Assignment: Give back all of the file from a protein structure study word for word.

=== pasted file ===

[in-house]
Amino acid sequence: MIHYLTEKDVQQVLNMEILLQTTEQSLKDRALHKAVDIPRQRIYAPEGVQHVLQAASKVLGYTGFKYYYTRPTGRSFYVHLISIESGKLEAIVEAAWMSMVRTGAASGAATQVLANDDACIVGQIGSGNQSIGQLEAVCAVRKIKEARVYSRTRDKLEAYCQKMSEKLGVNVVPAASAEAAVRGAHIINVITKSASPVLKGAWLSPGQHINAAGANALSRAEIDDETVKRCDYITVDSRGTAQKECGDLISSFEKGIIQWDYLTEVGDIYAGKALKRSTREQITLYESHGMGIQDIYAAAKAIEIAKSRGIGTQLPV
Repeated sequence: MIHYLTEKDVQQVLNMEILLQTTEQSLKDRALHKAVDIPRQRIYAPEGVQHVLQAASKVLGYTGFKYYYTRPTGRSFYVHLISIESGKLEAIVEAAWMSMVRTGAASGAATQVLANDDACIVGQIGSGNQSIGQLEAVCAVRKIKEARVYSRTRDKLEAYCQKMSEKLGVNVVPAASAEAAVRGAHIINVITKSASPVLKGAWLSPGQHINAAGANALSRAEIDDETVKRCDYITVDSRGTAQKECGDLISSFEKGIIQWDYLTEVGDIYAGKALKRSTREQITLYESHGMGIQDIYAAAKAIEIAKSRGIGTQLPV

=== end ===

[in-house]
Amino acid sequence: MIHYLTEKDVQQVLNMEILLQTTEQSLKDRALHKAVDIPRQRIYAPEGVQHVLQAASKVLGYTGFKYYYTRPTGRSFYVHLISIESGKLEAIVEAAWMSMVRTGAASGAATQVLANDDACIVGQIGSGNQSIGQLEAVCAVRKIKEARVYSRTRDKLEAYCQKMSEKLGVNVVPAASAEAAVRGAHIINVITKSASPVLKGAWLSPGQHINAAGANALSRAEIDDETVKRCDYITVDSRGTAQKECGDLISSFEKGIIQWDYLTEVGDIYAGKALKRSTREQITLYESHGMGIQDIYAAAKAIEIAKSRGIGTQLPV
Repeated sequence: MIHYLTEKDVQQVLNMEILLQTTEQSLKDRALHKAVDIPRQRIYAPEGVQHVLQAASKVLGYTGFKYYYTRPTGRSFYVHLISIESGKLEAIVEAAWMSMVRTGAASGAATQVLANDDACIVGQIGSGNQSIGQLEAVCAVRKIKEARVYSRTRDKLEAYCQKMSEKLGVNVVPAASAEAAVRGAHIINVITKSASPVLKGAWLSPGQHINAAGANALSRAEIDDETVKRCDYITVDSRGTAQKECGDLISSFEKGIIQWDYLTEVGDIYAGKALKRSTREQITLYESHGMGIQDIYAAAKAIEIAKSRGIGTQLPV